Israeli political party ads debut


Israeli political parties will debut their television advertisements tonight in an hour-long slug-fest .

Tonight begins my favorite part of the campaign season, the start of the parties’ television advertisements. The ads are shown nightly on Israel’s major television station, for a full hour (a different hour on each station so you can avoid them altogether or watch them over and over again), with each party being allotted a certain number of minutes based on the number of lawmakers it has in the current Knesset.

  • The Jerusalem Post reports that negative ads will dominate on the first night, led by Kadima Party ads attacking Likud head Benjamin Netanyahu.
  • The Ale Yarok Party, which is now the Holocaust Survivor’s and Grown Up Green Leaf Party after an unusual merger between the party fighting for legalizing marijuana and a group representing Holocaust survivors, is scheduled to roll out its television and radio ads at a news conference Tuesday. To read more about its wide-ranging platform including legalizing medical marijuana, helping Holocaust survivors financially, promoting free education and environmental regulation, visit its Web site in English
  • If you want to see what the party billboards springing up throughout the country look like, check out this special feature on the Jerusalem Post Web site; the ad slogans are all translated into English. 
  • The New York Times seems to agree that Israel’s political right benefited most from the military offensive in Gaza, even though they were not involved in planning or carrying out the war: "That is not because Israelis have regrets or have become faint-hearted about the casualties and destruction in Gaza. To the contrary, there appears to have been a shift further to the right, reflecting a feeling among many voters that an even tougher approach may now be required."
  • Meanwhile, Bibi warns his party not to get overconfident with two weeks until the elections, the Jerusalem Post reports from a campaign event with religious Zionist supporters Monday night, amid reports that he has decided to form a government with Labor and leave Kadima out in the cold.
  • The Shas party said Tuesday at an event launching its campaign that it will endorse Netanyahu for prime minister, and will watch to "ensure Netanyahu doesn’t repeat his mistakes," Ynet reported.
  • Ynet also reported that Netanyahu and Effie Eitam, head of the Religious Zionist Party Achi, have signed an internal memorandum forging a partnership: "According to the new deal, the Likud has pledged to prevent any further withdrawals, and push for a permanent, viable living solution for the Gush Katif evacuees. The party also promised to regulate the religious services provided in Israel, to keep Jerusalem united and under Israeli sovereignty and to increase the capital’s Jewish majority."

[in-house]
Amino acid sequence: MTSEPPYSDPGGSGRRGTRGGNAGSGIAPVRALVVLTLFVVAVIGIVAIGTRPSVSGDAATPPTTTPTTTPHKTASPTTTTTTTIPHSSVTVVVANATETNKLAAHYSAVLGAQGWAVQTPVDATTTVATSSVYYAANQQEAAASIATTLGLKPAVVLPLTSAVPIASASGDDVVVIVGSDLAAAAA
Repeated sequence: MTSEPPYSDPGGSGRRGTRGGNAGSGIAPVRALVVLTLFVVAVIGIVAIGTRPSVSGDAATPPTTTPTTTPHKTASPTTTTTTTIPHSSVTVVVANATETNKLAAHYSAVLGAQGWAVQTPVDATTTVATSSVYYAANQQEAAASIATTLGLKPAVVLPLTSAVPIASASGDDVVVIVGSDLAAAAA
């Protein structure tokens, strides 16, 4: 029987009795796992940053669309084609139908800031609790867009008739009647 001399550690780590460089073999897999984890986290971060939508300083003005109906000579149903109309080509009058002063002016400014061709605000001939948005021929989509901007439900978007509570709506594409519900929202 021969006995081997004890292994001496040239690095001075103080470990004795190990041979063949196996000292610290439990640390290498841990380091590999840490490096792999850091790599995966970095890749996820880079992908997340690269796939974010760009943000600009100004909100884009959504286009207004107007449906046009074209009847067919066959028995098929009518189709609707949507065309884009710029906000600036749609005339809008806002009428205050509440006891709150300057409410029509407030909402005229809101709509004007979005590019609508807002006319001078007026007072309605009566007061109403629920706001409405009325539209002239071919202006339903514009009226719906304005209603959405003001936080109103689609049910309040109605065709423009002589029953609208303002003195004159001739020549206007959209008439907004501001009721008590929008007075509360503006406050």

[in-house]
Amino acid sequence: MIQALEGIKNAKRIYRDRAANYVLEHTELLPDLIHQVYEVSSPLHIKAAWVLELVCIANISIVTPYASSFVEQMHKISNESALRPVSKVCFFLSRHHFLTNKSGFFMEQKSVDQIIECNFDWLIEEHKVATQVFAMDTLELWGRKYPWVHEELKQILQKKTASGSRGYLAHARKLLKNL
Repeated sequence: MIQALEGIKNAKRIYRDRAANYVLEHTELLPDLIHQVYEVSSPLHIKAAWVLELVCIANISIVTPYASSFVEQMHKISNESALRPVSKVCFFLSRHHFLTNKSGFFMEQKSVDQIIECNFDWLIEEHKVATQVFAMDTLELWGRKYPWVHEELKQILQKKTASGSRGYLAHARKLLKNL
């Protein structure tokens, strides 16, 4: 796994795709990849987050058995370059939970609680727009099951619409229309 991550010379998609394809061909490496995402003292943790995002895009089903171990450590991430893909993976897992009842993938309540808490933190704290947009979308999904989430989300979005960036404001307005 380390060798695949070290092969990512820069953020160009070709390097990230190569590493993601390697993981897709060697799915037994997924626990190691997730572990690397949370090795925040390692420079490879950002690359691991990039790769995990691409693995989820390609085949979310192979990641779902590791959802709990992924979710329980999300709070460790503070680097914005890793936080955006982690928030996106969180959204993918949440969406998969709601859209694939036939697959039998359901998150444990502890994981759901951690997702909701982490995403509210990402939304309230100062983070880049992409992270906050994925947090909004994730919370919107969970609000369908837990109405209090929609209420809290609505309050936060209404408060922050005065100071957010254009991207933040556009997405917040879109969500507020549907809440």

• Kadima kicked off its campaign in Sderot Monday night with a threat to assassinate Hamas Prime Minister Ismail Haniyeh and other Hamas leaders, Haaretz reports.
  • Haaretz also reports on Labor Party leader Ehud Barak’s attempts to ‘Putinize’ his image in order to attract the large Russian immigrant vote.
  • Meanwhile, as Israel’s major dailies report that police believe they have a strong case against Yisrael Beitanu head Avigdor Lieberman for alleged money laundering and accepting bribes, Ynet reports that it has obtained an internal document from the left-wing Meretz Party that encourages its members to compare Lieberman to extreme rightist leaders such as Australia’s late Jorg Haider: "Meretz views Lieberman’s rise in popularity as similar to that of other nationalistic movement leaders such as Jean-Marie Le Pen in France, Haider in Austria, and Zhirinovsky in Russia," the memo said.
  • The Jewish-Arab Hadash Party’s campaign declares that it is the opposite of Lieberman, Ynet reports. It’s new campaign slogan states: "Jews and Arabs refuse to be enemies. Hadash – the opposite of Lieberman." 
  • Finally, a Jerusalem Post analysis by Prof. Shmuel Sandler discusses how the election played into the military operation in Gaza: "Paradoxically, it seems that the elections played a significant role in engendering stability in Israeli domestic politics throughout the war, on the leadership, diplomatic and media levels.

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